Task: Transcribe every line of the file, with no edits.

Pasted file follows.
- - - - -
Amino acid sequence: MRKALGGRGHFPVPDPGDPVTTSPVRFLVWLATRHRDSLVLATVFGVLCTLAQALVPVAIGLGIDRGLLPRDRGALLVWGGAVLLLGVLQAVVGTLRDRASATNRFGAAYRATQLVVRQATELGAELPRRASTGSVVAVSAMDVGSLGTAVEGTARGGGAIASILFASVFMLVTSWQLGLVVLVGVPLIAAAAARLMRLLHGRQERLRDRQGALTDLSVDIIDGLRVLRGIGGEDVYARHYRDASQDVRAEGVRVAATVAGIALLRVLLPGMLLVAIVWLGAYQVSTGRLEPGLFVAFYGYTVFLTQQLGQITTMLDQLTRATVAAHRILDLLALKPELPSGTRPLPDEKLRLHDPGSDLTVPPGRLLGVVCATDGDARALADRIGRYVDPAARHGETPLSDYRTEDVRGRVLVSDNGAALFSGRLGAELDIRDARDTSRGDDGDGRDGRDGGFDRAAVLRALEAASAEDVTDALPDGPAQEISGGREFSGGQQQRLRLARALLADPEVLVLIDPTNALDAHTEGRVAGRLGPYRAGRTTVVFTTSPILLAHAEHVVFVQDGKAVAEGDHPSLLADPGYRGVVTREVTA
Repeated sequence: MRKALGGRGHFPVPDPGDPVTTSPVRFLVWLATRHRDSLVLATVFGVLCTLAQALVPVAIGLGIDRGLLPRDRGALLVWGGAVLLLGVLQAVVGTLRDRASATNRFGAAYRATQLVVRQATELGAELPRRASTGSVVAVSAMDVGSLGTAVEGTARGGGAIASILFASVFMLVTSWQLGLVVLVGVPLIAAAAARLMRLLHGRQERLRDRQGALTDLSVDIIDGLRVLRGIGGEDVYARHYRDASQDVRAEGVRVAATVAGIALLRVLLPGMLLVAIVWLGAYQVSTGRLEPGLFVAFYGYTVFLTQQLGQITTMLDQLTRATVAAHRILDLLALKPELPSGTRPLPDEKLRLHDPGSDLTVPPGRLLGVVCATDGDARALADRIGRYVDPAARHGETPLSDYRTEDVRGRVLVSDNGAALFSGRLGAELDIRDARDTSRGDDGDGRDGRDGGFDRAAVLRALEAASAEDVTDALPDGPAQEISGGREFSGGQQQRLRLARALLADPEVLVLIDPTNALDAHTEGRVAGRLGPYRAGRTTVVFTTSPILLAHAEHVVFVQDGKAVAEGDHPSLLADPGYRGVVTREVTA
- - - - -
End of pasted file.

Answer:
Amino acid sequence: MRKALGGRGHFPVPDPGDPVTTSPVRFLVWLATRHRDSLVLATVFGVLCTLAQALVPVAIGLGIDRGLLPRDRGALLVWGGAVLLLGVLQAVVGTLRDRASATNRFGAAYRATQLVVRQATELGAELPRRASTGSVVAVSAMDVGSLGTAVEGTARGGGAIASILFASVFMLVTSWQLGLVVLVGVPLIAAAAARLMRLLHGRQERLRDRQGALTDLSVDIIDGLRVLRGIGGEDVYARHYRDASQDVRAEGVRVAATVAGIALLRVLLPGMLLVAIVWLGAYQVSTGRLEPGLFVAFYGYTVFLTQQLGQITTMLDQLTRATVAAHRILDLLALKPELPSGTRPLPDEKLRLHDPGSDLTVPPGRLLGVVCATDGDARALADRIGRYVDPAARHGETPLSDYRTEDVRGRVLVSDNGAALFSGRLGAELDIRDARDTSRGDDGDGRDGRDGGFDRAAVLRALEAASAEDVTDALPDGPAQEISGGREFSGGQQQRLRLARALLADPEVLVLIDPTNALDAHTEGRVAGRLGPYRAGRTTVVFTTSPILLAHAEHVVFVQDGKAVAEGDHPSLLADPGYRGVVTREVTA
Repeated sequence: MRKALGGRGHFPVPDPGDPVTTSPVRFLVWLATRHRDSLVLATVFGVLCTLAQALVPVAIGLGIDRGLLPRDRGALLVWGGAVLLLGVLQAVVGTLRDRASATNRFGAAYRATQLVVRQATELGAELPRRASTGSVVAVSAMDVGSLGTAVEGTARGGGAIASILFASVFMLVTSWQLGLVVLVGVPLIAAAAARLMRLLHGRQERLRDRQGALTDLSVDIIDGLRVLRGIGGEDVYARHYRDASQDVRAEGVRVAATVAGIALLRVLLPGMLLVAIVWLGAYQVSTGRLEPGLFVAFYGYTVFLTQQLGQITTMLDQLTRATVAAHRILDLLALKPELPSGTRPLPDEKLRLHDPGSDLTVPPGRLLGVVCATDGDARALADRIGRYVDPAARHGETPLSDYRTEDVRGRVLVSDNGAALFSGRLGAELDIRDARDTSRGDDGDGRDGRDGGFDRAAVLRALEAASAEDVTDALPDGPAQEISGGREFSGGQQQRLRLARALLADPEVLVLIDPTNALDAHTEGRVAGRLGPYRAGRTTVVFTTSPILLAHAEHVVFVQDGKAVAEGDHPSLLADPGYRGVVTREVTA